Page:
The lead story heading into the 2014 season is whether the College Football Playoff will be better than the Bowl Championship Series. Most are concluding it will be, as three games giving four teams a shot to win it all are better than one game with two teams. When you cut away extraneous details, more meaningful, quality football is better than less.
Next, the chattering classes are considering if it will be more controversial. Will the outrage from those left behind be more muted at Nos. 5 and 6 compared to Nos. 3 and 4 with the BCS? Will a 13-person selection committee be superior to a dehumanized BCS ranking with its incomprehensible computers? These questions lead to speculation over an inevitable expansion of the playoff format to eight teams vying in three rounds for the national title. As heads nod over such a notion, someone then sagely asserts the game will completely reinvent itself over the next decade or so, as it throws off its outdated and disingenuous airs of amateurism and becomes more centralized and professionalized.
Such a discussion is an academic exercise, important and relevant viewed through the lens of our litigious summer, if a bit dry.
Yet perhaps we, particularly you who are emotionally involved, should focus less on the logistics of the playoff and future models of the game and more on what makes us tick as fans of specific teams and enthusiasts for college football itself. Not just on winning and losing, either. With college football, there's a lot more than just that.
Start with the universal hope and anticipation of August, which is augmented by a longstanding tradition of more preseason rhetoric than any other sport -- see the enthusiasm and resentment accompanying the preseason polls. Moving forward into the season, envision ourselves immersed in the bubbling debate that reconstitutes itself on a near-weekly basis -- this team versus that team, that conference versus this conference, this conspiracy versus that conspiracy. Finally, there's December, when we will zigzag our way toward the naming of the first four playoff teams, which should provoke an all-time great cascade of opinion and outrage on social media.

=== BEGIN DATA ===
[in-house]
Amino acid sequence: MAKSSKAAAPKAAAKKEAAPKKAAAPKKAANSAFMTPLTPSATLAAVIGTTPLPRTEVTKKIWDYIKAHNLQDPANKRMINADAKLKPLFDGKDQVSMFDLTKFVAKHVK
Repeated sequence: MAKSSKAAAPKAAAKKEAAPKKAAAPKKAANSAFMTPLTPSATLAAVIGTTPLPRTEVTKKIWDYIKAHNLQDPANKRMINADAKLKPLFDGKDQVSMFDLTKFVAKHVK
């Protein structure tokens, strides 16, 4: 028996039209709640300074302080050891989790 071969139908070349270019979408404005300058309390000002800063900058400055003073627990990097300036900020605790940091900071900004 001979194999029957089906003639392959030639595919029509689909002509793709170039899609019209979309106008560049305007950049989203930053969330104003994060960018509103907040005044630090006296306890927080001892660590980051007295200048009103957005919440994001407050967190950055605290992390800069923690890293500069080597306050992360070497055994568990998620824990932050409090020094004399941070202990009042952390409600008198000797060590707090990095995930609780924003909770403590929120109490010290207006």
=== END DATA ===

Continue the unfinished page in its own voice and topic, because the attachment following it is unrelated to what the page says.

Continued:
For what is most important about college football isn't what actually happens on the field. It's the imperfect process overlaying it all. For a moment, forget the games, which are fantastic bits of theater, no doubt, but all sports have those. What really sets college football apart, what makes it unique and makes its fans the most obsessive is the debate, the controversy, the regionalism, the obsession with bias, the fact fairly often the season ends with a smattering of question marks rather than a consensus exclamation point.
The playoff won't change that, and for that we should all be grateful. We'll have great football, more football and everyone can still troll the heck out of each other throughout the process. That totality -- the games and controversy and endless chatter -- is what makes college football great. That is not going away.